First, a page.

World Economy

Low Oil Prices Hurting Oman Growth

Central Bank of OmanCentral Bank of Oman

With the sustained drop in crude oil prices, there was a slowdown in the economy in 2015 as well as in the first few months of 2016, according to the monthly bulletin released by the Central Bank of Oman.

Preliminary national accounts data for Oman pointed to a 12.2% decline in the first quarter of the year in comparison to the first quarter of the previous year. Nominal gross domestic product derived from the petroleum sector contracted by 34% and that from the non-petroleum sector registered a decrease of 2.4%, ONA reported.

Omani crude oil fetched an average price of $35 per barrel during the first half of 2016 compared to $59.3 per barrel during the first half of 2015.

On the fiscal front, the government of Oman introduced several positive reform measures supported by external borrowings, in addition to other sources of funding to tackle the fiscal deficits. With oil prices continuing to remain low, the current account, which registered a deficit in 2015 is expected to be in deficit mode in 2016 too.

With inflation based on the average annual consumer price index remaining low at 0.8% during the period January to July 2016, the CBO continued with its accommodative monetary policy stance and made revisions to the reserve requirement leaving more money in the hands of banks to facilitate lending requirements.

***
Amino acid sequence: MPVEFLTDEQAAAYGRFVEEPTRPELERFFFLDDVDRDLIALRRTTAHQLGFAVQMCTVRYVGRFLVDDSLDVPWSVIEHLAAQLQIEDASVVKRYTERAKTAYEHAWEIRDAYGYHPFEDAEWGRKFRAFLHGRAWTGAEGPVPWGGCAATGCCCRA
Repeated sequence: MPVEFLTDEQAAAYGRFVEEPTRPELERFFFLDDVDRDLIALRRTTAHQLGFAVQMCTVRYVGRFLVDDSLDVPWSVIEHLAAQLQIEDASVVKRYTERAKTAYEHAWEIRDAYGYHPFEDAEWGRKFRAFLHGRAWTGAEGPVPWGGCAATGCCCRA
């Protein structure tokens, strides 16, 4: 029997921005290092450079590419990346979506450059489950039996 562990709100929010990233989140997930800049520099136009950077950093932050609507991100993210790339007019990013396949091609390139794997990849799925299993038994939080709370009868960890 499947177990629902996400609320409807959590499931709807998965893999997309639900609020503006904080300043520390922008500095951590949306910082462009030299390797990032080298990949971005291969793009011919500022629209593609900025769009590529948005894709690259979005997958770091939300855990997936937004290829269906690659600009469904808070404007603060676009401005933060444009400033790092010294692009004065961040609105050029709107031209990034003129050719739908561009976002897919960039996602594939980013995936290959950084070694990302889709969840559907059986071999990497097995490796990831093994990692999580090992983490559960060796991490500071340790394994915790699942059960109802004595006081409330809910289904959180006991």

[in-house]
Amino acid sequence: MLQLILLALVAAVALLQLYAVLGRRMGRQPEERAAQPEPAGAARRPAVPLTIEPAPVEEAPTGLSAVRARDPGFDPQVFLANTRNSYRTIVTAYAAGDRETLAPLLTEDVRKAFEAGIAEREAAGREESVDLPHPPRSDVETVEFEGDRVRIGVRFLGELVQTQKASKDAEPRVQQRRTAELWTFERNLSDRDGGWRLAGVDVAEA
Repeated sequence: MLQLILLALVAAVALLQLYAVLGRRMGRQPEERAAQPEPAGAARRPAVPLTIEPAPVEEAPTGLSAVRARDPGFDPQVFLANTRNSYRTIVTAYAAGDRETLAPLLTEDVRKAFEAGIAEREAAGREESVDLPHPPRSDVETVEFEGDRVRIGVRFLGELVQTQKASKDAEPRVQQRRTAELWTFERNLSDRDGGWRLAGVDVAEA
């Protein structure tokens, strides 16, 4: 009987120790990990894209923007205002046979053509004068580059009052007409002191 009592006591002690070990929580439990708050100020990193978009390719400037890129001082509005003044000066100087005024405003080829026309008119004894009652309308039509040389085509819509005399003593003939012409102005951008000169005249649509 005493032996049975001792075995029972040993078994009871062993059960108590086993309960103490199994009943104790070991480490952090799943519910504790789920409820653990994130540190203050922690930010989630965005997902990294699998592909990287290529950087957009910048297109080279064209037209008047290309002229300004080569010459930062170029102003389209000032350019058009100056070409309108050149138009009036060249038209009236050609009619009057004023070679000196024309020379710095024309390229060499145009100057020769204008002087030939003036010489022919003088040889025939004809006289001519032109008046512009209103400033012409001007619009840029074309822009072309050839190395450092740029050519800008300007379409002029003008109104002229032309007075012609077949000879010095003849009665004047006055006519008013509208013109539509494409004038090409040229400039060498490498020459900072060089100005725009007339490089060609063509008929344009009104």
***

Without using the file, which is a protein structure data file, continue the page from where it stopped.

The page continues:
The CBO has been continuously reviewing the liquidity situation and no significant pressures have been noticed in the banking system.

The banking sector remained resilient supporting economic diversification initiatives and credit needs. The total assets of conventional commercial banks increased by 4.2% to OMR29.3 billion ($76.09 billion) in July 2016 from OMR28.1 billion a year ago. Of the total assets, credit disbursement accounted for 66.2% and increased by 8.3% at the end July 2016 to OMR19.4 billion.

Credit to the private sector increased by 10% to reach OMR17.2 billion at the end of July 2016. Conventional banks’ overall investments in securities stood at OMR2.6 billion at the end of July 2016. Investment in Government Development Bonds and Government Sukuk increased by 56.4% over the year to OMR922.6 million at the end of July 2016.

Banks also invested OMR398 million in Government Treasury Bills at the end of July 2016. Conventional banks’ investments in foreign securities stood at OMR711.3 million in July 2016.

Aggregate deposits held with conventional banks registered a modest rise of 0.5% to OMR18.4 billion in July 2016 from OMR18.3 billion a year ago.

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